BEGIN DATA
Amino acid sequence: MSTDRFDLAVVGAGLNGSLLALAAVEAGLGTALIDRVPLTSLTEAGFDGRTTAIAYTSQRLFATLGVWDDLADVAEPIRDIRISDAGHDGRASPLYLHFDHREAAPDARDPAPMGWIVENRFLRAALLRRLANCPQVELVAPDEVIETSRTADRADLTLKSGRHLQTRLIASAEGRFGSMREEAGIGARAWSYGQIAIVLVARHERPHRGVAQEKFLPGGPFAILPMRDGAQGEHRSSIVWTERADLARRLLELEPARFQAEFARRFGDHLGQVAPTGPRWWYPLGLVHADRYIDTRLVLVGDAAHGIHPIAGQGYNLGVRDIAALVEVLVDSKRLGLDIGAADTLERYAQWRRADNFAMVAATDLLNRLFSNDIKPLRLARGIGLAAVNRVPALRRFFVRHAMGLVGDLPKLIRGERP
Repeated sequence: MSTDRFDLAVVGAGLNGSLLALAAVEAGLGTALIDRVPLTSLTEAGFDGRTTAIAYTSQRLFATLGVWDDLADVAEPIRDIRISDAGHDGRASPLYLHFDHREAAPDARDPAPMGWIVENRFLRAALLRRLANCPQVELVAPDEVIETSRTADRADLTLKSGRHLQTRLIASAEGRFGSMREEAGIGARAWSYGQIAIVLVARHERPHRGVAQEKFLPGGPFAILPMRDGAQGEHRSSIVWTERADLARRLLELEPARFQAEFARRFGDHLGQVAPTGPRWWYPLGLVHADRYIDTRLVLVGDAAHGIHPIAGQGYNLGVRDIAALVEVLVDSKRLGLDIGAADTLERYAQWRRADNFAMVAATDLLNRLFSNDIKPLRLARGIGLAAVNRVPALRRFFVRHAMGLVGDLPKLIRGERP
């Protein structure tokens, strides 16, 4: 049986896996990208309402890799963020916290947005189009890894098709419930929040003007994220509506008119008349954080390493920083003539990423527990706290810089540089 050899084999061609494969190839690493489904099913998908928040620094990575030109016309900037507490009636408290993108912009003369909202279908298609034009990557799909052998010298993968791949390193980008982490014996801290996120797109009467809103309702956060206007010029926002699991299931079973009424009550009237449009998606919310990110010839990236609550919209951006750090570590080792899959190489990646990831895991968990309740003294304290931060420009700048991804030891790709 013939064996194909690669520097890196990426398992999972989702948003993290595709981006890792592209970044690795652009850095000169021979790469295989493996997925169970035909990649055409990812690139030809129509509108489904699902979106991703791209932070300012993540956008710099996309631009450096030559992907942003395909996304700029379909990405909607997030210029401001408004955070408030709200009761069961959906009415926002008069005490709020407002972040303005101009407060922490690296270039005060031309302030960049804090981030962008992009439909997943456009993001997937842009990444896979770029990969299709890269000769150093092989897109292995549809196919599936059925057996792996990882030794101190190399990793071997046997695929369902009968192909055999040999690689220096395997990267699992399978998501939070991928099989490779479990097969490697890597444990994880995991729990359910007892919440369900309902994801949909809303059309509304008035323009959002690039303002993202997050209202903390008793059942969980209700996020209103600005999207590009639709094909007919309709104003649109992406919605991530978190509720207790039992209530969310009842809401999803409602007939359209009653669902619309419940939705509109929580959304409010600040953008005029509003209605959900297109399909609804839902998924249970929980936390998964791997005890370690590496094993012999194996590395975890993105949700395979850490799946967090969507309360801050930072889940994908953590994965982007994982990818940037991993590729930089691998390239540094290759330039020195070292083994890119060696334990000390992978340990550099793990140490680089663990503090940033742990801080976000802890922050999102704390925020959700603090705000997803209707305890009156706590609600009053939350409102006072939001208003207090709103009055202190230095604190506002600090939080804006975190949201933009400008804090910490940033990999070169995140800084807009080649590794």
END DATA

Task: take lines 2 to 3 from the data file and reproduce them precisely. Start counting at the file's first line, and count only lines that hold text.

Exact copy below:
Repeated sequence: MSTDRFDLAVVGAGLNGSLLALAAVEAGLGTALIDRVPLTSLTEAGFDGRTTAIAYTSQRLFATLGVWDDLADVAEPIRDIRISDAGHDGRASPLYLHFDHREAAPDARDPAPMGWIVENRFLRAALLRRLANCPQVELVAPDEVIETSRTADRADLTLKSGRHLQTRLIASAEGRFGSMREEAGIGARAWSYGQIAIVLVARHERPHRGVAQEKFLPGGPFAILPMRDGAQGEHRSSIVWTERADLARRLLELEPARFQAEFARRFGDHLGQVAPTGPRWWYPLGLVHADRYIDTRLVLVGDAAHGIHPIAGQGYNLGVRDIAALVEVLVDSKRLGLDIGAADTLERYAQWRRADNFAMVAATDLLNRLFSNDIKPLRLARGIGLAAVNRVPALRRFFVRHAMGLVGDLPKLIRGERP
């Protein structure tokens, strides 16, 4: 049986896996990208309402890799963020916290947005189009890894098709419930929040003007994220509506008119008349954080390493920083003539990423527990706290810089540089 050899084999061609494969190839690493489904099913998908928040620094990575030109016309900037507490009636408290993108912009003369909202279908298609034009990557799909052998010298993968791949390193980008982490014996801290996120797109009467809103309702956060206007010029926002699991299931079973009424009550009237449009998606919310990110010839990236609550919209951006750090570590080792899959190489990646990831895991968990309740003294304290931060420009700048991804030891790709 013939064996194909690669520097890196990426398992999972989702948003993290595709981006890792592209970044690795652009850095000169021979790469295989493996997925169970035909990649055409990812690139030809129509509108489904699902979106991703791209932070300012993540956008710099996309631009450096030559992907942003395909996304700029379909990405909607997030210029401001408004955070408030709200009761069961959906009415926002008069005490709020407002972040303005101009407060922490690296270039005060031309302030960049804090981030962008992009439909997943456009993001997937842009990444896979770029990969299709890269000769150093092989897109292995549809196919599936059925057996792996990882030794101190190399990793071997046997695929369902009968192909055999040999690689220096395997990267699992399978998501939070991928099989490779479990097969490697890597444990994880995991729990359910007892919440369900309902994801949909809303059309509304008035323009959002690039303002993202997050209202903390008793059942969980209700996020209103600005999207590009639709094909007919309709104003649109992406919605991530978190509720207790039992209530969310009842809401999803409602007939359209009653669902619309419940939705509109929580959304409010600040953008005029509003209605959900297109399909609804839902998924249970929980936390998964791997005890370690590496094993012999194996590395975890993105949700395979850490799946967090969507309360801050930072889940994908953590994965982007994982990818940037991993590729930089691998390239540094290759330039020195070292083994890119060696334990000390992978340990550099793990140490680089663990503090940033742990801080976000802890922050999102704390925020959700603090705000997803209707305890009156706590609600009053939350409102006072939001208003207090709103009055202190230095604190506002600090939080804006975190949201933009400008804090910490940033990999070169995140800084807009080649590794």